I attended a conference of uber-successful solo consultants and coaches this past week.
It turns out, uber-successful people are some of the hardest-working individuals in the world on one core thing: themselves. They understand that they have to be at their best to serve their clients in an extraordinary fashion.
Interestingly, the core themes these professionals focus on:
- Creating meaning in their work and lives.
- Striving to find unique, meaningful ways to stand-out in a crowded world
- Learning to discover and harness their superpowers.
- Finding happiness.
…are the same themes the rest of us are wrestling with in our lives and careers.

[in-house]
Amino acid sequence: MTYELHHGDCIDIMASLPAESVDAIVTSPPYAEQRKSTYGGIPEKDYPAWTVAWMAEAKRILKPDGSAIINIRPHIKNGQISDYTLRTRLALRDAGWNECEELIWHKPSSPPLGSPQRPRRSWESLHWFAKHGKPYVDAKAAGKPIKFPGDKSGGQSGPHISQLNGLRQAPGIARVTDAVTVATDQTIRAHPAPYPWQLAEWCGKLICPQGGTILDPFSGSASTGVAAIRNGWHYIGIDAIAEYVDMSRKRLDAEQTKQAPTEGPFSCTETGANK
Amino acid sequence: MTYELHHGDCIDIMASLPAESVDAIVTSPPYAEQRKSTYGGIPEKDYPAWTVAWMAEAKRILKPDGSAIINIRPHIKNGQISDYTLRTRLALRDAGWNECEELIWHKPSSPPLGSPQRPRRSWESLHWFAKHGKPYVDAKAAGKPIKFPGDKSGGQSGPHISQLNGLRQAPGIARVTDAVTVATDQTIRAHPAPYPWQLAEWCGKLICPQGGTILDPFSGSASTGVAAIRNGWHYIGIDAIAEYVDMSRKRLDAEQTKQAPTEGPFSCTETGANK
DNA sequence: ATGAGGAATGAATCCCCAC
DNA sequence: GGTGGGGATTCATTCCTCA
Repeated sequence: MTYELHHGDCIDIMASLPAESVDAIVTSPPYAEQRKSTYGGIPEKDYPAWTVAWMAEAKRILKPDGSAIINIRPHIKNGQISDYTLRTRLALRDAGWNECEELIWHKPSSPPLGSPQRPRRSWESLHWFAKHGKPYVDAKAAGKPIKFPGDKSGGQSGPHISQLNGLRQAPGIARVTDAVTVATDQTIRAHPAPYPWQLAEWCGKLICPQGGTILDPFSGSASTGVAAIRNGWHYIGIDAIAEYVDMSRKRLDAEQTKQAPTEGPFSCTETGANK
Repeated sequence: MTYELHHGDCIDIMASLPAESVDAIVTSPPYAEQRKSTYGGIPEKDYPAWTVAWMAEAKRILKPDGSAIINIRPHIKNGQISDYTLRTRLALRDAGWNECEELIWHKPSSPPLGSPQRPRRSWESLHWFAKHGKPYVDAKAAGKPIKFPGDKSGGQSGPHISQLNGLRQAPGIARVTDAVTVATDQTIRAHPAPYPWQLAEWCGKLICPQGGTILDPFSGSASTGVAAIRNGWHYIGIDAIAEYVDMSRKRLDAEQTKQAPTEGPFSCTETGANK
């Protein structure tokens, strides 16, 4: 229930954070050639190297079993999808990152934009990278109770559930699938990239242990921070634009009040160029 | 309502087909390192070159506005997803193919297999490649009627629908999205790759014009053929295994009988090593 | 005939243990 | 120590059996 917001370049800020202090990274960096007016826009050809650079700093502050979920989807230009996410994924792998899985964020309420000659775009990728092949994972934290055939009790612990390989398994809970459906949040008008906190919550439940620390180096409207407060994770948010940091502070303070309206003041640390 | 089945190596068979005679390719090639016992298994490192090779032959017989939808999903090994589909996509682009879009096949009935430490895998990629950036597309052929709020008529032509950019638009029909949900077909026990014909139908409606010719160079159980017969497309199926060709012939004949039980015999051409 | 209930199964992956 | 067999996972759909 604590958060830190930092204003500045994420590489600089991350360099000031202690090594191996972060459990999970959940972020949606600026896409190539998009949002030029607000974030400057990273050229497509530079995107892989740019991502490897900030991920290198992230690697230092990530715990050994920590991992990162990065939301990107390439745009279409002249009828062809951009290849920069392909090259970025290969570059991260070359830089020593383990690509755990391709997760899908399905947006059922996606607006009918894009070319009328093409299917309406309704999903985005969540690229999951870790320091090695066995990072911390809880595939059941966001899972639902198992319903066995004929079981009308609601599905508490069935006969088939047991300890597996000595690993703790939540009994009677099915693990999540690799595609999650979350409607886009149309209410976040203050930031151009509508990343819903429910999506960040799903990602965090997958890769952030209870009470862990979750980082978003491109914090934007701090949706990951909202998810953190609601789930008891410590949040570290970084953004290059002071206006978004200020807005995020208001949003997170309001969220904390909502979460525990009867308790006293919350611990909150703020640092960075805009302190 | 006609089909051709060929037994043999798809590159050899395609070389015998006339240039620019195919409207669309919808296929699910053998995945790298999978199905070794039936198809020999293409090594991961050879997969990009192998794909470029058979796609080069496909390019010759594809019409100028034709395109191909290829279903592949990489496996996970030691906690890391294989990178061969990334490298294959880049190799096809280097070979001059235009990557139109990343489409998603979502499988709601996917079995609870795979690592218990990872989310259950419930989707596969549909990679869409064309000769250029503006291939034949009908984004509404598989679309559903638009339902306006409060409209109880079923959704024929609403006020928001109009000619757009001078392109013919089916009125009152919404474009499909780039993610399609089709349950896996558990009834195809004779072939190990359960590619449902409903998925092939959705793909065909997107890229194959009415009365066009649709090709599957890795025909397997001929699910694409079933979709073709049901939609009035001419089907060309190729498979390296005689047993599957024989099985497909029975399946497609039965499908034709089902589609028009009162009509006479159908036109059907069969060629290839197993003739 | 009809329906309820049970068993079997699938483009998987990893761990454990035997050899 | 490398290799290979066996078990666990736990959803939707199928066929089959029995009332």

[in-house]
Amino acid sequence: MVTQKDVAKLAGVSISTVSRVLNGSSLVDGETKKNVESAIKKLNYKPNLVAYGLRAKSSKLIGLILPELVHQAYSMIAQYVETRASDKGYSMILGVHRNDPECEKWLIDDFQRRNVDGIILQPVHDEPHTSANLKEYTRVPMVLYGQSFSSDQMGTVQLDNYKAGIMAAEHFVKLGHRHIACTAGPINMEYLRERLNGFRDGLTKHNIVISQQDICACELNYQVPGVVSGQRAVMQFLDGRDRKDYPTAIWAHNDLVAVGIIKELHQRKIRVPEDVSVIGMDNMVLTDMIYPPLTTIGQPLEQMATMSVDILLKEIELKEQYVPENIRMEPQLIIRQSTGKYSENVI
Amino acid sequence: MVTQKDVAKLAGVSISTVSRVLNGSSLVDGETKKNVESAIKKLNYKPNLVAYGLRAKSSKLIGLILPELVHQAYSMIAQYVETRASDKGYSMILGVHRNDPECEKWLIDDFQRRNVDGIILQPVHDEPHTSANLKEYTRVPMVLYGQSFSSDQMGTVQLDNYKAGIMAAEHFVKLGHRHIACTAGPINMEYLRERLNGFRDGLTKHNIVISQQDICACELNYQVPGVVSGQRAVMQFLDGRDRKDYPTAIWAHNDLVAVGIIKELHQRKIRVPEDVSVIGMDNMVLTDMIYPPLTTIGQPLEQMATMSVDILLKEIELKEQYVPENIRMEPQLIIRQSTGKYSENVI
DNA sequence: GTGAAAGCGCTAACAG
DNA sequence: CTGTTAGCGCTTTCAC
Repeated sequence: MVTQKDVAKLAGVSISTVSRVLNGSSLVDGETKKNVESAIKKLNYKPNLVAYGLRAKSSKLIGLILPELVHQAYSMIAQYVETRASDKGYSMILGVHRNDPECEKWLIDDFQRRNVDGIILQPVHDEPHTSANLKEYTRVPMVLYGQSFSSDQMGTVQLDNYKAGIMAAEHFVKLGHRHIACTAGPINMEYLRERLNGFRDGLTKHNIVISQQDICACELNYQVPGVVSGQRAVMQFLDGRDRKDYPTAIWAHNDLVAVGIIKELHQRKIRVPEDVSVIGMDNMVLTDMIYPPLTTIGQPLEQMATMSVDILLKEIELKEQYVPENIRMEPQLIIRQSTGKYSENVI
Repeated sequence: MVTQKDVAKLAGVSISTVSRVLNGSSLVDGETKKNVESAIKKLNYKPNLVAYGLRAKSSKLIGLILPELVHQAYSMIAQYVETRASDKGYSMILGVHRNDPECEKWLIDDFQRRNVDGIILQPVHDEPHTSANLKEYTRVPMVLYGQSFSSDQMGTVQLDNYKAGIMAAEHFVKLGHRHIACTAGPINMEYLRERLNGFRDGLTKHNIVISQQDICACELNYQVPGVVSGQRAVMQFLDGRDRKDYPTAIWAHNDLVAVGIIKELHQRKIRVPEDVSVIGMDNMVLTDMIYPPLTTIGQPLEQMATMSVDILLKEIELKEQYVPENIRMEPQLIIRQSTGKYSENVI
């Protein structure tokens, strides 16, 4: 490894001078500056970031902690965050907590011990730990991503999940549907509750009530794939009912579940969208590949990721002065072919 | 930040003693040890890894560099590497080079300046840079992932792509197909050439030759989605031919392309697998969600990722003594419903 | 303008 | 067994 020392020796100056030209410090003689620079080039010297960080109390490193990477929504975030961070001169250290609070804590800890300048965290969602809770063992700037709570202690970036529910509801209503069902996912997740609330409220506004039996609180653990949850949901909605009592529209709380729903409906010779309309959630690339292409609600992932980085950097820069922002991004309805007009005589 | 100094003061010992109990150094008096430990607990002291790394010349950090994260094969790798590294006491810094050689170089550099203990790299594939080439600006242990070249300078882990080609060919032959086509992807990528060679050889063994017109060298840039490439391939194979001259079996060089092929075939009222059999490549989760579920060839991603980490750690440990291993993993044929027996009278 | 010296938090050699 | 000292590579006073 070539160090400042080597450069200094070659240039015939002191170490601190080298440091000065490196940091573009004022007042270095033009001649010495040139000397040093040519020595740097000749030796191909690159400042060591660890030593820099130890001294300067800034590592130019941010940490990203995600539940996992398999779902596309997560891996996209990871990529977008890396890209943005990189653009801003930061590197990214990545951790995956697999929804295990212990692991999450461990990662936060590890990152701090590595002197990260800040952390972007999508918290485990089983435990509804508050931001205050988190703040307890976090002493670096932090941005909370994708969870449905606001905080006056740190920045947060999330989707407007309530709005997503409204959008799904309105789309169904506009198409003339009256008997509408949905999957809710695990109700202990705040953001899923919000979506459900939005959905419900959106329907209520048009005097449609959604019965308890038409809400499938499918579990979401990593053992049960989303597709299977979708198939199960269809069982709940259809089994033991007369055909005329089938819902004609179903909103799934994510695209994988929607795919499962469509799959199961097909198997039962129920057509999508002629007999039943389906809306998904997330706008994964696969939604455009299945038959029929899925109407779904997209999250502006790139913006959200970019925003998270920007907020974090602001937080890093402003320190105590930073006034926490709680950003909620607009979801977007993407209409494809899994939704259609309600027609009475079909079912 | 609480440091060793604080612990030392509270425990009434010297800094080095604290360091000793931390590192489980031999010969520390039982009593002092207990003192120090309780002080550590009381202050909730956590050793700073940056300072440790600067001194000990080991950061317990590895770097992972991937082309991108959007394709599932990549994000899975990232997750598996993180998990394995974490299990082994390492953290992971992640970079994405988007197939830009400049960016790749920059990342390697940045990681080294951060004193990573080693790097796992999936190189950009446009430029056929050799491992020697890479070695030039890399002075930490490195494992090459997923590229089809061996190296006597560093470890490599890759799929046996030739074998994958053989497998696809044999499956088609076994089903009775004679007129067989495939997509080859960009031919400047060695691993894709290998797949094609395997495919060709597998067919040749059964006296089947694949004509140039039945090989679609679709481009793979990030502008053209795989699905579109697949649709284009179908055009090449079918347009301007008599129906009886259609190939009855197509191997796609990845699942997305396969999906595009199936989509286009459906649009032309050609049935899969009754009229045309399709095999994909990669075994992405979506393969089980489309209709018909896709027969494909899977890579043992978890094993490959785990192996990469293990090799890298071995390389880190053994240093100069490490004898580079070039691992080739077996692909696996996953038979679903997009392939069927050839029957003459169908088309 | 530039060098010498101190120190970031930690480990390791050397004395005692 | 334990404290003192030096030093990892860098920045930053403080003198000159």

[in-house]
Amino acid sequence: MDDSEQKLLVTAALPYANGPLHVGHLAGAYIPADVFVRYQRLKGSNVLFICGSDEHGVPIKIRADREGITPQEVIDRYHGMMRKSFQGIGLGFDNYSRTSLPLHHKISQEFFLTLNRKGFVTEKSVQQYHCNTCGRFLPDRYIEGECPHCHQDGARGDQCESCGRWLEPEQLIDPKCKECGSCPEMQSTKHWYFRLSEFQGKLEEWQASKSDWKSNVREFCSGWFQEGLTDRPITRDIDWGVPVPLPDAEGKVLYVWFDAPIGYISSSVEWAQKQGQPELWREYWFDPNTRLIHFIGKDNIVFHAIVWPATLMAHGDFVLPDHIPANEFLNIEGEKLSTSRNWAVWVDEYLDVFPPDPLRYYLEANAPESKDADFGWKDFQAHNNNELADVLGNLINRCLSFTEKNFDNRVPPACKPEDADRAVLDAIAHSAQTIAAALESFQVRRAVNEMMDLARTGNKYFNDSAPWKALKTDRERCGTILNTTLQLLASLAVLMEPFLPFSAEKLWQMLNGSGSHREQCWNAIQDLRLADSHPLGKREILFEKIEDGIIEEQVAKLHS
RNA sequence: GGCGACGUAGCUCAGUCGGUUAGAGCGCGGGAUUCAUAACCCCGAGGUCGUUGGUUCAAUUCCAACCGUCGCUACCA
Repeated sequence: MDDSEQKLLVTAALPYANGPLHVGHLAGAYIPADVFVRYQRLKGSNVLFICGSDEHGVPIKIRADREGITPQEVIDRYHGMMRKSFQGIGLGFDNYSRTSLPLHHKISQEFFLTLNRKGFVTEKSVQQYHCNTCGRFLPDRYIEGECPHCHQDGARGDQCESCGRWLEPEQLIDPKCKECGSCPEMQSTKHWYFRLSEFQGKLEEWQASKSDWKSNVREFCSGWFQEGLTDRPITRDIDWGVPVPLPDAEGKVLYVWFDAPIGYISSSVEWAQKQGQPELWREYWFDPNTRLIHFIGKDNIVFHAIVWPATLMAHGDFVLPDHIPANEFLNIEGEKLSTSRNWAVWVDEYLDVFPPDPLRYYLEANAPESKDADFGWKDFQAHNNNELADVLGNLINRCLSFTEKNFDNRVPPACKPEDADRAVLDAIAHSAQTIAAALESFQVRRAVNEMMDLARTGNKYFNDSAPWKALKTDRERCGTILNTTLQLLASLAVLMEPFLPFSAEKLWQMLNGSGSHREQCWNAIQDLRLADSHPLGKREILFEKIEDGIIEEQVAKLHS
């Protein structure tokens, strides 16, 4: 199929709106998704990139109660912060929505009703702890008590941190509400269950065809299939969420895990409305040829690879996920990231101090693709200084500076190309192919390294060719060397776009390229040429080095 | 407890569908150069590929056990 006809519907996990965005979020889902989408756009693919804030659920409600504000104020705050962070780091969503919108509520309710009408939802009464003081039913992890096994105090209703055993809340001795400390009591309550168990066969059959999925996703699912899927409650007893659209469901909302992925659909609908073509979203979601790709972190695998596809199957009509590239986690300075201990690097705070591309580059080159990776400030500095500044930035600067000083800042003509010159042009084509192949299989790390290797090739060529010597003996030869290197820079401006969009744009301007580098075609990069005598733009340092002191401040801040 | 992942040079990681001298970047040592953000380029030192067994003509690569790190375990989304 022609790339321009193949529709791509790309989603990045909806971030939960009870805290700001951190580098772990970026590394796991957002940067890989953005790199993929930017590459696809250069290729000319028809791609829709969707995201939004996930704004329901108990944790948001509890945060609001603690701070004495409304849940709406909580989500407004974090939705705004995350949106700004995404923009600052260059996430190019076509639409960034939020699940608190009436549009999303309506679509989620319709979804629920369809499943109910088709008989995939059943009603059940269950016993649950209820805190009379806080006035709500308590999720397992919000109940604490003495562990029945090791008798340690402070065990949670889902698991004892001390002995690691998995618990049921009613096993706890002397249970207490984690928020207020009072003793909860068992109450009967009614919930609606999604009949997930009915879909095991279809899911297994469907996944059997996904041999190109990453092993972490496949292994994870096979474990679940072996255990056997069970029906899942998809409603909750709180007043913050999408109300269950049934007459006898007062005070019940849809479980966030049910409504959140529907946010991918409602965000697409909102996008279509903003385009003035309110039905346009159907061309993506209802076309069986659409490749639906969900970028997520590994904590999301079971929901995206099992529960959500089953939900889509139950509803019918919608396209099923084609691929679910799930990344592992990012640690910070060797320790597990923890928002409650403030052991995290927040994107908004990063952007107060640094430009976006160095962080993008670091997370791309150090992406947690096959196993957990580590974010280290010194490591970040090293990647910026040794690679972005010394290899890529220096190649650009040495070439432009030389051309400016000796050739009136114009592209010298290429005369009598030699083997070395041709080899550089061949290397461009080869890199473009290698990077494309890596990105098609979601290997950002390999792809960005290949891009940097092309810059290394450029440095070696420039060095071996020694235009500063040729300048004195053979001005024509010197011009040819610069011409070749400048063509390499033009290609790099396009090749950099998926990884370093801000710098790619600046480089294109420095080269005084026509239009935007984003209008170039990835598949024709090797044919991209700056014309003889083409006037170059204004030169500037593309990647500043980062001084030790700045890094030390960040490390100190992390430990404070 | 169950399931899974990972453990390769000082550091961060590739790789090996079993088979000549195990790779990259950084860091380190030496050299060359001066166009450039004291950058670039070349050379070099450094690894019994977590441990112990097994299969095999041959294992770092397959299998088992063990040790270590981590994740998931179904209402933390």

These are human issues.
Becoming You at Your Best:
We’re all searching for the same thing. (Deep down, it’s not money: that’s a byproduct.) We’re looking for that convergence of factors that enables us to be at our best as human beings.
The difference between the group at the conference and many of the rest of us is that these people work unceasingly at becoming themselves at their best. (See my article: Revisiting What It Means to Become You at Your Best)
- They are chronic learners, hungry for ideas.
- They give themselves permission to fail.
- They give themselves permission to succeed.
- They unselfishly help each other get better at their craft.
- They challenge themselves and others to open their minds to new ideas.